2 Samuel 4:1-5:5
4 When Ish-Bosheth son of Saul heard that Abner had died in Hebron, he lost courage, and all Israel became alarmed. 2 Now Saul’s son had two men who were leaders of raiding bands. One was named Baanah and the other Rekab; they were sons of Rimmon the Beerothite from the tribe of Benjamin—Beeroth is considered part of Benjamin, 3 because the people of Beeroth fled to Gittaim and have resided there as foreigners to this day. 4 (Jonathan son of Saul had a son who was lame in both feet. He was five years old when the news about Saul and Jonathan came from Jezreel. His nurse picked him up and fled, but as she hurried to leave, he fell and became disabled. His name was Mephibosheth.) 5 Now Rekab and Baanah, the sons of Rimmon the Beerothite, set out for the house of Ish-Bosheth, and they arrived there in the heat of the day while he was taking his noonday rest. 6 They went into the inner part of the house as if to get some wheat, and they stabbed him in the stomach. Then Rekab and his brother Baanah slipped away. 7 They had gone into the house while he was lying on the bed in his bedroom. After they stabbed and killed him, they cut off his head. Taking it with them, they traveled all night by way of the Arabah. 8 They brought the head of Ish-Bosheth to David at Hebron and said to the king, “Here is the head of Ish-Bosheth son of Saul, your enemy, who tried to kill you. This day the Lord has avenged my lord the king against Saul and his offspring.” 9 David answered Rekab and his brother Baanah, the sons of Rimmon the Beerothite, “As surely as the Lord lives, who has delivered me out of every trouble, 10 when someone told me, ‘Saul is dead,’ and thought he was bringing good news, I seized him and put him to death in Ziklag. That was the reward I gave him for his news! 11 How much more—when wicked men have killed an innocent man in his own house and on his own bed—should I not now demand his blood from your hand and rid the earth of you!” 12 So David gave an order to his men, and they killed them. They cut off their hands and feet and hung the bodies by the pool in Hebron. But they took the head of Ish-Bosheth and buried it in Abner’s tomb at Hebron. 5 All the tribes of Israel came to David at Hebron and said, “We are your own flesh and blood. 2 In the past, while Saul was king over us, you were the one who led Israel on their military campaigns. And the Lord said to you, ‘You will shepherd my people Israel, and you will become their ruler.’” 3 When all the elders of Israel had come to King David at Hebron, the king made a covenant with them at Hebron before the Lord, and they anointed David king over Israel. 4 David was thirty years old when he became king, and he reigned forty years. 5 In Hebron he reigned over Judah seven years and six months, and in Jerusalem he reigned over all Israel and Judah thirty-three years.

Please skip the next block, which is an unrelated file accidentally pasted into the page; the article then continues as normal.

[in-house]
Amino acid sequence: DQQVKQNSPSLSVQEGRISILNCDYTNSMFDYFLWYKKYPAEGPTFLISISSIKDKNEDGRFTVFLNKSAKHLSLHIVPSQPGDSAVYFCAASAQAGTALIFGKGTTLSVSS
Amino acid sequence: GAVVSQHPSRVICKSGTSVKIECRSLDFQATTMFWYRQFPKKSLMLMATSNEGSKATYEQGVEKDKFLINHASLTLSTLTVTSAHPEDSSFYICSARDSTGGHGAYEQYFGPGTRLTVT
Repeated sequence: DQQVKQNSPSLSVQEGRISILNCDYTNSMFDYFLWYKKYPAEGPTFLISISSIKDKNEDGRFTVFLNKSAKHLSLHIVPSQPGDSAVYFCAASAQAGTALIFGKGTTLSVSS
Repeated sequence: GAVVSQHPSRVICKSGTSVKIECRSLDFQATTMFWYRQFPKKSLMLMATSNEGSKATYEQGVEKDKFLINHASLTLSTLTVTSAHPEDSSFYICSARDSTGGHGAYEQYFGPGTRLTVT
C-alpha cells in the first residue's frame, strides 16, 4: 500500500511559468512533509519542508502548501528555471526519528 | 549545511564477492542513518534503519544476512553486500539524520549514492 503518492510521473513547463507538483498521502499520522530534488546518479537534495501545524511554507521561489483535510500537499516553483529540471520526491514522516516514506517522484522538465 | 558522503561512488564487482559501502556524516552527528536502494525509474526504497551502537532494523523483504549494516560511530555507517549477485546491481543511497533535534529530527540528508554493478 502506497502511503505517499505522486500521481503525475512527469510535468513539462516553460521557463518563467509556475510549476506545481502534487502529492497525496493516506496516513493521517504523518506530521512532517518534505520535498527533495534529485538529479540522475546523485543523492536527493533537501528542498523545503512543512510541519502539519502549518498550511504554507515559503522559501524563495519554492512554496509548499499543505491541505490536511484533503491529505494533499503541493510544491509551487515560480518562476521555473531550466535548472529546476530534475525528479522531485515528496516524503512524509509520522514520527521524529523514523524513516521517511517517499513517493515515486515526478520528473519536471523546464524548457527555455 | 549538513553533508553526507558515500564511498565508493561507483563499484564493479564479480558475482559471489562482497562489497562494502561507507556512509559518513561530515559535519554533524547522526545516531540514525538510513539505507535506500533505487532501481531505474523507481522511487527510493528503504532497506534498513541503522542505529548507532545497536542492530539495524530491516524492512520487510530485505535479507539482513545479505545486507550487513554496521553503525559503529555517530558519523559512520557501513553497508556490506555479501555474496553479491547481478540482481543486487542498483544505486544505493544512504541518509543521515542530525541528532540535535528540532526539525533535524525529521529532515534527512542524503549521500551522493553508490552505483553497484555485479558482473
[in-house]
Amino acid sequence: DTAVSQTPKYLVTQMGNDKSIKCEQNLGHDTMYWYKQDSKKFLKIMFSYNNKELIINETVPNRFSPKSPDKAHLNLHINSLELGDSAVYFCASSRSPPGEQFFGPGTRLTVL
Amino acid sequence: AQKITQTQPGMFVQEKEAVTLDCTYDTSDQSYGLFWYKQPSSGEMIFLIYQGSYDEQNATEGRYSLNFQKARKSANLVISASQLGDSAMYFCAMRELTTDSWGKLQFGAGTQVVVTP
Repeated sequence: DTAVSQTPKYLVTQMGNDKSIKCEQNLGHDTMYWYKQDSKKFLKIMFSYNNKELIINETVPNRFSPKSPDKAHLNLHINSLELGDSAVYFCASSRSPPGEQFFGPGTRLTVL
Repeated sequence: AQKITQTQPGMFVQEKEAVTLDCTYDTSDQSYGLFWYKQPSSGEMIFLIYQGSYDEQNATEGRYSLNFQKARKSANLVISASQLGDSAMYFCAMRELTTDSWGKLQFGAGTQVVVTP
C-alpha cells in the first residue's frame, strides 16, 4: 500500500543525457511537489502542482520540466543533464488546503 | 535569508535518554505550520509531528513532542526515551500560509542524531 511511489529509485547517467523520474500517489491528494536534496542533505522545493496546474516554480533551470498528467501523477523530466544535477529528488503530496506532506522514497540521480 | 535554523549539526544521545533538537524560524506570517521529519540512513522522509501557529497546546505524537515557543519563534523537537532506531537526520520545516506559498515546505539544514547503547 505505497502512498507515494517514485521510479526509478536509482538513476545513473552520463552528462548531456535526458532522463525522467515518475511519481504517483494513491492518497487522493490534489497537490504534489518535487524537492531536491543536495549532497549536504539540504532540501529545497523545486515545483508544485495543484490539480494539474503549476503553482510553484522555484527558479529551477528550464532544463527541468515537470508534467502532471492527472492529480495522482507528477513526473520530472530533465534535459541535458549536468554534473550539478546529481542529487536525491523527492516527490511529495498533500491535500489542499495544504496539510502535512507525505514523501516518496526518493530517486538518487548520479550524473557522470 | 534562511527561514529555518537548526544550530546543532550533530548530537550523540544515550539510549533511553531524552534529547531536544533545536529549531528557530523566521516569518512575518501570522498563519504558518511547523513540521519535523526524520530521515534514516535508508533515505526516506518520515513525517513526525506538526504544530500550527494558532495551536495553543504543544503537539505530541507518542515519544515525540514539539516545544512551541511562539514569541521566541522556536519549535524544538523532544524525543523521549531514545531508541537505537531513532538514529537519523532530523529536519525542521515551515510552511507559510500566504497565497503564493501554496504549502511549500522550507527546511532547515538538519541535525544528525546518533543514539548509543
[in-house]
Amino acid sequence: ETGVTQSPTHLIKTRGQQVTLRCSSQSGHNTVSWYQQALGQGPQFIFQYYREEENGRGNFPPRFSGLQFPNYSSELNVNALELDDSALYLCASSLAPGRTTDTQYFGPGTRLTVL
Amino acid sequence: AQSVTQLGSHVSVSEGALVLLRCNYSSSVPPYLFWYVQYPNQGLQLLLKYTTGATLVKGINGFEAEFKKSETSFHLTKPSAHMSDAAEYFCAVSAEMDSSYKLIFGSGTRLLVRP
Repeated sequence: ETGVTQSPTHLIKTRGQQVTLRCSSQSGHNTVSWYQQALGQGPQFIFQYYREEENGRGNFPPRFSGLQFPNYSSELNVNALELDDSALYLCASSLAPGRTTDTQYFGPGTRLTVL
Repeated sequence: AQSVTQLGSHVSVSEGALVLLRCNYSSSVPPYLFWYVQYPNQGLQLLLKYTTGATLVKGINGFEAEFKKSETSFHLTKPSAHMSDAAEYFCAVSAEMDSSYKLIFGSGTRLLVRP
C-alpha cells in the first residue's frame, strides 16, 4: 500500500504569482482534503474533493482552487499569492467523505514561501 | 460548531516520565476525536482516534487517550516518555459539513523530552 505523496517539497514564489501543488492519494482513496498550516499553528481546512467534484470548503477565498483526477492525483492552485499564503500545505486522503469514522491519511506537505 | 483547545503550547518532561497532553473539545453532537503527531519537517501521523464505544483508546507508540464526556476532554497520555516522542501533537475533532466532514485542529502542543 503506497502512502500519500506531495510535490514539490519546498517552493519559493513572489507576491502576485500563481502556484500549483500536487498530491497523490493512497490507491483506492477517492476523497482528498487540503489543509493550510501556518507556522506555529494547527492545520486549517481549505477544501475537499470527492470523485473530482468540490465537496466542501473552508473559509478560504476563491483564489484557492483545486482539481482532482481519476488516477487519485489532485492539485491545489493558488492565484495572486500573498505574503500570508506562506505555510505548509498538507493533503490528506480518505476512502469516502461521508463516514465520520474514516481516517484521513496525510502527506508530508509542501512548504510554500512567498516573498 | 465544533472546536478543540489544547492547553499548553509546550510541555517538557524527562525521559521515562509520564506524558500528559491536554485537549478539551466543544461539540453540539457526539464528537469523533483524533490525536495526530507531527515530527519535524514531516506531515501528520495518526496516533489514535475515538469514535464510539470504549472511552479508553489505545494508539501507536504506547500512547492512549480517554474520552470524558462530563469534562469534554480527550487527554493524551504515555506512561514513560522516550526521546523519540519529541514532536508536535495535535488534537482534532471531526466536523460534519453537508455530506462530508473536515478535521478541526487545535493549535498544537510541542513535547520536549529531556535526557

So much happens in today’s scripture, but the passage that jumped out at me was the verse in brackets, 2 Samuel 4:4 – Jonathan’s son Mephibosheth was only 5 years old and his carer was trying to flee with him to save his life. But she dropped the boy and he became permanently disabled as a result. I find that in times of upheaval and uncertainty, sometimes actions need to be done in a hurry, but when things are rushed, there is a greater risk of things going wrong.
In Mephibosheth’s case the rush and hurry caused a devastating, grievous injury to him that had lifelong effects.
I wonder what mistakes that I have made in my life that have had a devastating effect on the world of others. I wonder how much of the brokenness in my own being is part of the mistakes that just happen in this fallen and broken world.
This passage is full of incredible victory, but in the mix there is this heart wrenching story of an innocent young boy, son of David’s best friend Jonathan, losing the use of his lower limbs.
God’s Word is raw and real. He doesn’t just tell the stories of success, he also shares anecdotes of agony.
But the story doesn’t end there – In 2 Samuel chapter 9, Mephibosheth is an adult, all grown up, but still unable to walk. And David invites him in to his world, to live at the palace, and to dine, daily, at his very own kingly table.
For me, this is the story of every believer – in spite of our brokenness and frailty. In spite of the fact I come from the wrong family and I am so unworthy, Jesus, in his grace, invites me to be part of his table. And in response, I need to do the same for others.
Lord, thank You that You have invited me to your table, and that you have called me to share my gifts and your grace with others. Help me to have eyes to see your grace and mercy at work, so that I can be part of what you are doing in those around me
Written by Ps. Justin Ware